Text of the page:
Three Lines of Defence in Risk Management | Clear Thinking Is Needed

Three Lines of Defence in Risk Management

Clear Thinking Is Needed

Forensic & Litigation Consulting | Thomson Reuters GRC (Reprint)

May 15, 2015

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Board and executive management are being placed under increasing pressure to address ‘the ills of the past.’ The regulator has focused intentionally on the “tone from the top”, “culture change” and “conduct risk management” with expectations for long lists of key risk indicators. Although this is not an unreasonable start, and well-intentioned, this nearly singular top-down focus towards managing risks has stopped being helpful to businesses.

Regulators and businesses have come to the realisation that to achieve real change to risk management and culture, the hearts and minds of those on the ground need to be engaged. As firms recognise this they are revisiting the use of the three lines of defence risk management model. In recent discussions, firms have mentioned to us that they are revisiting the model and how they use it in practice. Whilst some say the model is too simplistic, we believe its simplicity may actually be its strength and its proper adoption might well lead to sustainable, cost effective risk management programmes.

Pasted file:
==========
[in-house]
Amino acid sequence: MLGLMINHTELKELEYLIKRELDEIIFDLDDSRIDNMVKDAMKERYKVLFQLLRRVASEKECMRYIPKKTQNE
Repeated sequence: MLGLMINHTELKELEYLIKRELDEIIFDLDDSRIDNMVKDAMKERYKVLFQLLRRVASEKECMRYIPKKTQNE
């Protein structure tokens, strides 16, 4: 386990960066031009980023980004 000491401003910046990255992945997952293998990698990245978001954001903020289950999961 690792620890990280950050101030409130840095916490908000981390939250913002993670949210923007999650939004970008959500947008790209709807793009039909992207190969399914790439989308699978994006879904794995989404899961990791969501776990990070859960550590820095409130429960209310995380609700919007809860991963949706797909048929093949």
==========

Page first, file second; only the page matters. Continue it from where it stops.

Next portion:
A Brief Summary

The first line: Operational Business units

The first line brings risks into the organisation. These revenue producers bring in ‘risky’ products and clients in their efforts to deliver desired financial results. What we frequently fail to see is the first line ‘hands-on’ producers really grasping the risk/reward trade off of the activities they undertake; they don’t recognise the resources required to investigate new products, new legal entity structures, new jurisdictions, or clients from high risk jurisdictions.

Business line senior management are responsible for ensuring they understand and manage the risks effectively; i.e. have the right systems and controls been put in place to manage their business within the risk appetite set by the Board. Most importantly, they need to ask themselves – ‘How do they know that what they think is happening in their business actually is?’ This leads to the question who tells them if things have gone awry: their own business leaders or compliance?

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